Utilizing Respiratory Therapists in an Interprofessional Clinical Practice Setting

Tuesday, August 20, 2019, 9:45 am - 11:15 am
Hyatt Northstar Ballroom
Theme: Aligning Education and Practice for Workforce Transformation and Health System Change

Background, including statement of problem, and aims:
Respiratory therapists must be proficient in therapeutic and diagnostic skills. Students must also be competent communicating and participating in a team-based approach to patient care. An increased need for therapists to possess these important non-technical skills was coupled with the need for the establishment of interdisciplinary teamwork.

Design or methodology:
An Interprofessional Clinical Practice (IPCP) experience was developed partnering with a Midwest university and three community health centers to address the needs of vulnerable populations. This setting was ideal to establish interprofessional student teams consisting of Respiratory Therapist, Occupational Therapist, Nursing, Social work, and Nutrition students.

The student teams targeted patient specific educational needs that could positively impact care. For each patient seen in the clinical setting, one student was established as team leader depending on the patient’s diagnosis. For example, patients with chronic obstructive pulmonary disease were ideal candidates for the RT students to be recognized as leaders. After the patient’s chart was reviewed, RT students aided the practitioner in patient examination and interview, testing, and dyspnea levels. The student reported their findings to the team and created an interprofessional patient care plan with input from all students.

Results (data, outcomes and evidence):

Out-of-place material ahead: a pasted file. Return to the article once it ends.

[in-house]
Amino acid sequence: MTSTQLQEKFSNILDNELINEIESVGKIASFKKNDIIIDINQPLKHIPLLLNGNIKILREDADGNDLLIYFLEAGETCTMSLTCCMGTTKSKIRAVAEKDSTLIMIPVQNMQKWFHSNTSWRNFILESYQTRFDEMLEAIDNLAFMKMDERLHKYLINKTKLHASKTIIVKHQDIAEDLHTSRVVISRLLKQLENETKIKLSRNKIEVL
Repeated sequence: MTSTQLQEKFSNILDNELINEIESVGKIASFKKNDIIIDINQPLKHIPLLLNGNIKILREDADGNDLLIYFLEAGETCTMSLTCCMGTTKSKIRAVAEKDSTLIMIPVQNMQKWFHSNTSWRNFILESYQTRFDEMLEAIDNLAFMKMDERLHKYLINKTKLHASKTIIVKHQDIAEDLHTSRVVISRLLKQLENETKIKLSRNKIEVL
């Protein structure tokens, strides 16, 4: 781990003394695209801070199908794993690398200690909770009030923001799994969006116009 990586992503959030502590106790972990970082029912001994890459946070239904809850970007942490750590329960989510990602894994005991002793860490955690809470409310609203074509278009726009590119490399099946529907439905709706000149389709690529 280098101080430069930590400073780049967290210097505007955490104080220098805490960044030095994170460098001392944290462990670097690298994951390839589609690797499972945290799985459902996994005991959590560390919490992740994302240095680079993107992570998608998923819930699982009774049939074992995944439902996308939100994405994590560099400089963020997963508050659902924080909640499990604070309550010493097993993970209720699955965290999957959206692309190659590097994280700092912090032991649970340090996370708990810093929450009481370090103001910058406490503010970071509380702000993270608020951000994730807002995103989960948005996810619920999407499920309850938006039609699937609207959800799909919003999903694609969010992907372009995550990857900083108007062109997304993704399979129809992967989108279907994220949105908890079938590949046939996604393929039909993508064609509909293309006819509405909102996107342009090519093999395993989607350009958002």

Comparison results of pre/post surveys, considering all student team members and using the TeamSTEPPSTM Collaborative Practice Assessment Tool, were statistically significant for an increase in communication, team leadership, role responsibilities, and patient involvement. TeamSTEPPSTM Teamwork Attitudes Questionnaire results were statistically significant for leadership, situation monitoring, mutual support, and communication.

Conclusion:
RT students benefited and contributed interprofessional teams as validated by this study. RT students led education involving skills such as spirometry, alert levels, and medications. To enhance the respiratory student’s interprofessional experiences, more opportunities are warranted.

Reflections/lessons learned/implications:
Some areas for improvement were determined including the need for more opportunities for interprofessional experiences and improved patient follow-up.
If an abstract is based on research that was funded entirely or partially by an outside source, please list the funding agency and grant number at the end of the description.

Funding Attribution: HRSA: Nurse Education, Practice, Quality, and Retention "Interprofessional Collaborative Practice, UD7HP26900